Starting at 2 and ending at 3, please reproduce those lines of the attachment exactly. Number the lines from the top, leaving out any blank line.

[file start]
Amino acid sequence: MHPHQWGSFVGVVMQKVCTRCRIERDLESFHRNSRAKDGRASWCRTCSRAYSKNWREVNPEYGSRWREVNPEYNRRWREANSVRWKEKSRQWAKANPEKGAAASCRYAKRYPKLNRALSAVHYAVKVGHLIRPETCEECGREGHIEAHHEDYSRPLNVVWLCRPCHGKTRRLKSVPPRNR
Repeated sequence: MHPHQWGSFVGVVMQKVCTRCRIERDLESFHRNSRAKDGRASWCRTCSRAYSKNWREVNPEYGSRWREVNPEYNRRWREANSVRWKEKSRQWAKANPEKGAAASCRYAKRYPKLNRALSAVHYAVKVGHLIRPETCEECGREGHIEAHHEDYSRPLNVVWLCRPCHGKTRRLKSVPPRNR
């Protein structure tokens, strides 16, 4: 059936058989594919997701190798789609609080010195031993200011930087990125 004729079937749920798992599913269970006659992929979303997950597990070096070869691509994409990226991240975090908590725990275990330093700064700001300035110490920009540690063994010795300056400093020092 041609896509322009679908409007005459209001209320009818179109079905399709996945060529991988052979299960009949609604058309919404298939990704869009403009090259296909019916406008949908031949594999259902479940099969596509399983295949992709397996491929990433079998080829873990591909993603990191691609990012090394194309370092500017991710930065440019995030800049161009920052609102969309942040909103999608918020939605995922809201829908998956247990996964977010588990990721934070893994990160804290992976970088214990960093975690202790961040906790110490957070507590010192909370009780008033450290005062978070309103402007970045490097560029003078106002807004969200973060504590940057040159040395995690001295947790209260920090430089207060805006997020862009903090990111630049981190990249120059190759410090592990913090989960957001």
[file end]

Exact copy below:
Repeated sequence: MHPHQWGSFVGVVMQKVCTRCRIERDLESFHRNSRAKDGRASWCRTCSRAYSKNWREVNPEYGSRWREVNPEYNRRWREANSVRWKEKSRQWAKANPEKGAAASCRYAKRYPKLNRALSAVHYAVKVGHLIRPETCEECGREGHIEAHHEDYSRPLNVVWLCRPCHGKTRRLKSVPPRNR
């Protein structure tokens, strides 16, 4: 059936058989594919997701190798789609609080010195031993200011930087990125 004729079937749920798992599913269970006659992929979303997950597990070096070869691509994409990226991240975090908590725990275990330093700064700001300035110490920009540690063994010795300056400093020092 041609896509322009679908409007005459209001209320009818179109079905399709996945060529991988052979299960009949609604058309919404298939990704869009403009090259296909019916406008949908031949594999259902479940099969596509399983295949992709397996491929990433079998080829873990591909993603990191691609990012090394194309370092500017991710930065440019995030800049161009920052609102969309942040909103999608918020939605995922809201829908998956247990996964977010588990990721934070893994990160804290992976970088214990960093975690202790961040906790110490957070507590010192909370009780008033450290005062978070309103402007970045490097560029003078106002807004969200973060504590940057040159040395995690001295947790209260920090430089207060805006997020862009903090990111630049981190990249120059190759410090592990913090989960957001």